Quantcast Waste Treatments - doe-std-1128-98_ch10228

 

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Operational Controls - doe-std-1128-98_ch10227
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DOE-STD-1128-98
Whatever the system, it is important that each employee be trained to effectively
use the system and that well-intentioned housekeeping efforts do not result in
excessive waste volumes.
8.4.3
Waste Treatments
The primary treatments for aqueous waste are
--
pH adjustment
--
--
liquid-solid separation such as flocculation and filtration
--
ion exchange
--
distillation
--
purification by reverse osmosis
--
solidification.
The primary treatments for organic solvents are:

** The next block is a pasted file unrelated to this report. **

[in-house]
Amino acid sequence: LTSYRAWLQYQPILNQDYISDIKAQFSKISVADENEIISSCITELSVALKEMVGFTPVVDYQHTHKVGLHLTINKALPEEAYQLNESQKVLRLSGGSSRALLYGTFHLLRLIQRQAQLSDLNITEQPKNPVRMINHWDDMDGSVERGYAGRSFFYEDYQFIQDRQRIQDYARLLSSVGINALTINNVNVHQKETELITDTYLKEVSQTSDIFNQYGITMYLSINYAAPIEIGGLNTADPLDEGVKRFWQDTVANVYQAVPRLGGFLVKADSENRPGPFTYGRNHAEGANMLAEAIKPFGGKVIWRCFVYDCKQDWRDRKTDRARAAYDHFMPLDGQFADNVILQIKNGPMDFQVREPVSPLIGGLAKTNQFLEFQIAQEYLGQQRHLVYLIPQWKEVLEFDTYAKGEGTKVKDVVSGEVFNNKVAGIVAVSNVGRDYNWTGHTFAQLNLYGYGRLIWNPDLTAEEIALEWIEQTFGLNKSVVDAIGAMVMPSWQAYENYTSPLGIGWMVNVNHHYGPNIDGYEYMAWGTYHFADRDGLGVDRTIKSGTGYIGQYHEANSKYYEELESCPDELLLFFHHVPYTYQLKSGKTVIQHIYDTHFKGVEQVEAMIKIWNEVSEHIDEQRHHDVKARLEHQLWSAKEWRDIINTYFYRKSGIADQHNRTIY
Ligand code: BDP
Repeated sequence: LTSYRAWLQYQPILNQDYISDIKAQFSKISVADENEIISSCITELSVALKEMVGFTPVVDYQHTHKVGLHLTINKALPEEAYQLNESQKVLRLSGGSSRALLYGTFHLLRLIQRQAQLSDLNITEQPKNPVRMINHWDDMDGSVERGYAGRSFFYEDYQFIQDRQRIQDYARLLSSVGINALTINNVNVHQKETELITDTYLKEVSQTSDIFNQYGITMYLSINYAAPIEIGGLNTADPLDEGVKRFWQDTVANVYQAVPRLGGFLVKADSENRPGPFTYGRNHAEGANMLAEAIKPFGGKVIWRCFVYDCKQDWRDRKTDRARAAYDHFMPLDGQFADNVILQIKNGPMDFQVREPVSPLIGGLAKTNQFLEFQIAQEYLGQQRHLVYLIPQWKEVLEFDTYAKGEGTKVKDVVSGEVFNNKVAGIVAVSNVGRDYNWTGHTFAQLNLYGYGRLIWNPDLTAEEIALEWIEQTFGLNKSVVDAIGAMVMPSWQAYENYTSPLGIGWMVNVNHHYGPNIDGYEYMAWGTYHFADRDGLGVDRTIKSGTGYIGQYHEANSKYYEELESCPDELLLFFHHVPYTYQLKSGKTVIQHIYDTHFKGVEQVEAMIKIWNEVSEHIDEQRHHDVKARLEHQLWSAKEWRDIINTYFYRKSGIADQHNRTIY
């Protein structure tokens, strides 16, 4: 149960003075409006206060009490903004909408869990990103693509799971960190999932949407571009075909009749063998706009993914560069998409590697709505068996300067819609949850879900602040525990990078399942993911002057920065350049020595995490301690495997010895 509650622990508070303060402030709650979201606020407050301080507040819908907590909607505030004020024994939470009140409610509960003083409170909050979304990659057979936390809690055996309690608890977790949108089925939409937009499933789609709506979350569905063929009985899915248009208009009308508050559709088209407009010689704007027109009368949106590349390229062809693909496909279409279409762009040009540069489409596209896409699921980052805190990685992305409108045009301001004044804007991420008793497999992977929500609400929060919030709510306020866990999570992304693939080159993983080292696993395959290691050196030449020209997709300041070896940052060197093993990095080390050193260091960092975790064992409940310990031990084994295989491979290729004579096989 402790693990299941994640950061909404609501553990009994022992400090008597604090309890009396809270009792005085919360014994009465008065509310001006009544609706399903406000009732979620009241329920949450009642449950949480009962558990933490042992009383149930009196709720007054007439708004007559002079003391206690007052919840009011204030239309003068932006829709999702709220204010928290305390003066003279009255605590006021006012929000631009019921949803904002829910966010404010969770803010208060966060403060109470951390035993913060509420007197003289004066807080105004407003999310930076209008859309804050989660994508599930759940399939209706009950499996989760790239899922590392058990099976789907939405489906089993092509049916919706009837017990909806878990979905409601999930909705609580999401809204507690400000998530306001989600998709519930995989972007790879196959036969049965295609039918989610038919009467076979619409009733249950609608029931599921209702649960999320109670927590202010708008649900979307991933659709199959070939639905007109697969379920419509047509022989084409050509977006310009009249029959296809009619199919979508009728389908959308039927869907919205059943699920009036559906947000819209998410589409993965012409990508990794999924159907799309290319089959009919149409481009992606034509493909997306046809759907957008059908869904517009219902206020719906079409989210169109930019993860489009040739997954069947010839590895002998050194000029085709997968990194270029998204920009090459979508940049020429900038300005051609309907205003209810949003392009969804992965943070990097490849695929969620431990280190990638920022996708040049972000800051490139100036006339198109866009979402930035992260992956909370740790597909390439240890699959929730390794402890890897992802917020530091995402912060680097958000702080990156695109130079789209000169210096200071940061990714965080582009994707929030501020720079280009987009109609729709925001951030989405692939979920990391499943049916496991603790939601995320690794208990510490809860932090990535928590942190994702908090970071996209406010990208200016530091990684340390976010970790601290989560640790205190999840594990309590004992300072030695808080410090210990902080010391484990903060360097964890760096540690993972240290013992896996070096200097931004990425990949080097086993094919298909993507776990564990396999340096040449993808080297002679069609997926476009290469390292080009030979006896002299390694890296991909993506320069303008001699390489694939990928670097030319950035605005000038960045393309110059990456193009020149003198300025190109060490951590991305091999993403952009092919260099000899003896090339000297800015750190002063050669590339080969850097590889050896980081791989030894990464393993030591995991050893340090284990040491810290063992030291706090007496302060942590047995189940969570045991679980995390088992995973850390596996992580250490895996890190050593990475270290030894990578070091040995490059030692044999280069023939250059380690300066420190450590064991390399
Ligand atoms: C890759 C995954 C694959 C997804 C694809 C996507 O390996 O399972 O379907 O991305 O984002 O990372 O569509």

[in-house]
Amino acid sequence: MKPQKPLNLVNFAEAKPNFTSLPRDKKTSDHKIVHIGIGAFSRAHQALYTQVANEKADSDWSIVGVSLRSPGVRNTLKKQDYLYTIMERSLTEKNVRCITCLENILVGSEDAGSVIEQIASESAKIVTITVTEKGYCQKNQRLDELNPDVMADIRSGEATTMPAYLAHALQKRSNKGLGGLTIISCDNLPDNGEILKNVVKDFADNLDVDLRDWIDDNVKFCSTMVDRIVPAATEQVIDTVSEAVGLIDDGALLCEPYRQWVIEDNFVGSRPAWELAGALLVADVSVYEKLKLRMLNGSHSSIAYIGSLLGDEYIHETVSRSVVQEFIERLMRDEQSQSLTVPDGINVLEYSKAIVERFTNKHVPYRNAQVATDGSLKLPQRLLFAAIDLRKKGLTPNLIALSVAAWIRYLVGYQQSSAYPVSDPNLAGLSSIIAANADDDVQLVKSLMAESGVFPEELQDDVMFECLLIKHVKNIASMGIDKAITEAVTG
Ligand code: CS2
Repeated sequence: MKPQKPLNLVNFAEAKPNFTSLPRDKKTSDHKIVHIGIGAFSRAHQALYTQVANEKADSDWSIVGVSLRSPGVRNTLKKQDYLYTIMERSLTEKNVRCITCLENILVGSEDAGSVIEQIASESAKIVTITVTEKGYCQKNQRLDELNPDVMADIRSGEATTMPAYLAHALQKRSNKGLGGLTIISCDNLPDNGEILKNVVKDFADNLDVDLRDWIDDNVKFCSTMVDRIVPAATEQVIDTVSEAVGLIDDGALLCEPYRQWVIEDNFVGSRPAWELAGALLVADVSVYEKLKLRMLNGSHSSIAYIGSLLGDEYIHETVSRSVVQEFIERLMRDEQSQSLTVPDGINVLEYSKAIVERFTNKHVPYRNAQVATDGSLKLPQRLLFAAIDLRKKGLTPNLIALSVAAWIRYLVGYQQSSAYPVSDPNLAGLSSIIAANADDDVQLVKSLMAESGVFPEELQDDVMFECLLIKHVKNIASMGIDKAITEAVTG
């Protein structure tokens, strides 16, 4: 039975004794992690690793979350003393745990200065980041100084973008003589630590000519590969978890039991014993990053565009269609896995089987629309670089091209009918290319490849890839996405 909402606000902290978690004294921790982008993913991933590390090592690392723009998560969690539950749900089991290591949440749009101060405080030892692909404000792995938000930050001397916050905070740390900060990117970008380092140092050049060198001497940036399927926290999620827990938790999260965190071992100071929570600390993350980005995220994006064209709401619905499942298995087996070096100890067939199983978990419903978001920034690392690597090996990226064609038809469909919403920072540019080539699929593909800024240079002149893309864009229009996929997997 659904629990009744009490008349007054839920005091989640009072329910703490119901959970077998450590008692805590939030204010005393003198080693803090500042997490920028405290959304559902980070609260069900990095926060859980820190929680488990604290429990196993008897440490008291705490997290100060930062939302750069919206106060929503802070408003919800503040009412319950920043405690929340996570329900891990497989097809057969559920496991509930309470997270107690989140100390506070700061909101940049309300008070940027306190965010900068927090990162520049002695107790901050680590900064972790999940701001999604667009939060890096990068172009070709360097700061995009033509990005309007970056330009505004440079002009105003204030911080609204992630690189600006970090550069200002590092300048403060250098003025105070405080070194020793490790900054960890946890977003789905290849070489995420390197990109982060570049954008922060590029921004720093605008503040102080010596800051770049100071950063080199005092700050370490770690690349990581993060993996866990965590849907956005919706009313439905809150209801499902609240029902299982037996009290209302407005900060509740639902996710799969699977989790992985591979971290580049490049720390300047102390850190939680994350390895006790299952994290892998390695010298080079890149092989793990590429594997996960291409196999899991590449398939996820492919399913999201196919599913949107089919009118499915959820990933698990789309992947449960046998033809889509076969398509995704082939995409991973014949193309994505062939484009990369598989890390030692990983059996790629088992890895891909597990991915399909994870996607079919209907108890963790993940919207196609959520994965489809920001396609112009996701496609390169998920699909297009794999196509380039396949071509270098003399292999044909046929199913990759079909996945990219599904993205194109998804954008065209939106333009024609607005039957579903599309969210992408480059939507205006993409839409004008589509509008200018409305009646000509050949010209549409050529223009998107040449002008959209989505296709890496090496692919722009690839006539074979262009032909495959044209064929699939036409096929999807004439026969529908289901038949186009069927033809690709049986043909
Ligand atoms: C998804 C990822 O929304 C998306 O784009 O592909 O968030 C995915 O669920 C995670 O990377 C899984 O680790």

-- Solvent extraction
-- filtration
-- incineration.
Virtually all of these processes (except pH adjustment) are likely to result in
secondary waste that requires treatment and/or disposal. In all cases, recycling of
the primary solution is desirable because it reduces monitoring cost and waste-
disposal liability and cost. A brief description of the use of each of these treatment
methods is given below. Extensive design and engineering should be done before
any method is selected in order to ensure meeting design objectives.
8.4.3.1 pH Adjustment
This treatment is used on aqueous systems to meet discharge limitations or
to make the solution amenable to other treatment. A mineral acid, such as
sulfuric, hydrochloric, or nitric, is normally used to lower the pH. A base,
such as sodium, potassium hydroxide, or occasionally ammonia, is used to
raise the pH. The solubility of some contaminants will be affected by the
pH of the solution. For example, an acidic solution containing iron may
show a copious precipitate of ferric hydroxide upon the addition of a base.
8-16


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